tftpd - timeouts and possible Denial-Of-Service
Ronald F. Guilmette
rfg at tristatelogic.com
Fri Oct 29 18:41:04 UTC 2010
Although the tftp protocol has, apparently, been intended from the outset
to provide support for finite-time file transfers, I myself would like to
see if I can use it in the context of a (near-)continuous streaming data
This raises a number of issues and questions, and I'm hoping that somebody
here might have some answers for me.
First, with regards to the FreeBSD tftpd daemon, I see that unlike its
client counterpart (tftp), this server daemon doesn't, apparently, have
any way of specifying any sorts of per-packet or per-transfer timeouts.
That naturally makes me wonder whether or not a determined and malicious
attacker could perhaps engineer an effective denial of service attack
against the tftp daemon, simply by continuously creating new file
transfer sessions and then never terminating any of those, thus causing
tftpd to use up all of its available file descriptors (and possibly all
available file descriptors, system-wide, e.g. if tftpd is running as
Can anyone here speak to this? Is this a plausible threat?
It seems to me that there are only two possibilities here, i.e. either
(1) tftpd indeed has no per-transfer timeouts, thus apparently enabling
a denial-of-service on the daemon (or the system) via exhaustion of file
descriptors or else (b) tftpd does in fact have a built-in per-transfer
timeout, but that is entirely undocumented in the man page.
Either way, it appears to me that _something_ may perhaps need to get fixed.
My second question only comes into play if there is (or will be, in future)
some sort of per-transfer timeout implemented within tftpd... and this
question may sound more than a bit odd, given that I have just expressed
a concern, above, regarding a possible DoS due to the lack of tftpd per-
Basically, for my application, where I want to use tftpd (together with a
client that I myself will be coding from scratch) to do continuous or nearly-
continuous data logging, if there is in fact some per-transfer timeout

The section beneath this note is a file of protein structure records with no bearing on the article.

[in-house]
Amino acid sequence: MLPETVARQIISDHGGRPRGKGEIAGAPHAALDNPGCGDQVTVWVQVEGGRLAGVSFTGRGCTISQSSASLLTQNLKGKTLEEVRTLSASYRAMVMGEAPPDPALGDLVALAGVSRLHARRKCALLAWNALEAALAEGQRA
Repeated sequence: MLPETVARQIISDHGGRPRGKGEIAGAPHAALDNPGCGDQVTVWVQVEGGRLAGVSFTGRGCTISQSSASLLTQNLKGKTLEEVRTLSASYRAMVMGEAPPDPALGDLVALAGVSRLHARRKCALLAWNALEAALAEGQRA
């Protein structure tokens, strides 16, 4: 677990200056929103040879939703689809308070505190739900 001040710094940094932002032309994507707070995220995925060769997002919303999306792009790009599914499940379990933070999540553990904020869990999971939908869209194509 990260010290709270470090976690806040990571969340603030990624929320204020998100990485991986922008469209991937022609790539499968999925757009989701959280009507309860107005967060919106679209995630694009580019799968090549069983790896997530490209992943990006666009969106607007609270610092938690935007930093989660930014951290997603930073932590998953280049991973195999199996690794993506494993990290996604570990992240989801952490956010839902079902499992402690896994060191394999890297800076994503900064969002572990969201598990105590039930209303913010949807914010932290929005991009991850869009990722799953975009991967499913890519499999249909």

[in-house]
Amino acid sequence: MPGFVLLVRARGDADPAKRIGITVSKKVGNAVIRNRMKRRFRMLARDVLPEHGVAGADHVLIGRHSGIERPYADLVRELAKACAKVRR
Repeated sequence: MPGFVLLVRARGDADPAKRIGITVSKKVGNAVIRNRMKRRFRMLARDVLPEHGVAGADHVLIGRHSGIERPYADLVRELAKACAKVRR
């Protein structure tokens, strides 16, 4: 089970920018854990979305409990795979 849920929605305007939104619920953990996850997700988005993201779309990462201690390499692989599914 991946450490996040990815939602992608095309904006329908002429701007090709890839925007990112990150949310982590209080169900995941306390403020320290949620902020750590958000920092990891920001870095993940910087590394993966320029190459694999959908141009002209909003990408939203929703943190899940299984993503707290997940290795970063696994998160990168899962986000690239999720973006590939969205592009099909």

implemented within tftpd, then I would need to know how to defeat it, e.g.
so that I could keep a single "file transfer" session/transaction open for,
say, 24 hours, continuously.
I understand that some may perhaps take umbrage at my desire to make use
of the TFTP protocol for a application context that it was never really
designed for, but still, this protocol fits, or nearly fits most of my
needs, so I would still like to use it anyway, regardless of the history
or current common usage. However if the sever side implements no timeouts,
I see that as opening up a possible DoS attack hole, whereas if there is,
or will be, per-transfer timeouts in tftpd, then for my specific application,
I will need to know how to engineer an effective "keep alive" for my
particular (long lived) tftp sessions. (And I have some ideas of how
such "keep alive" functionality might be implemented in a way that would
not do too much violence to the existing protocol, but I'll wait and see
what the responses, if any, are to this message before I go off on _that_
P.S. If anyone wants to suggest to me some different sort of streaming
protocol for which (a) BSD/Linux servers & clients already exist and are
generally available, and which (b) uses UDP in preference to TCP, and
which (c) is generally reliable (e.g. retransmittingf dropped packets,
when necessary) and which (d) is suitable for low-volume data logging
where latency is not at all an issue, then by all means, please proceed
and _do_ suggest some alternatives. Keep in mind however that the main
reason I am looking in particular at TFTP right now is that it should be
quite "trivial" for me to code up my own specialized (embedded?) client.
And that's an important consideration. I really don't have the time to
code up from scratch any big and complex protocol.
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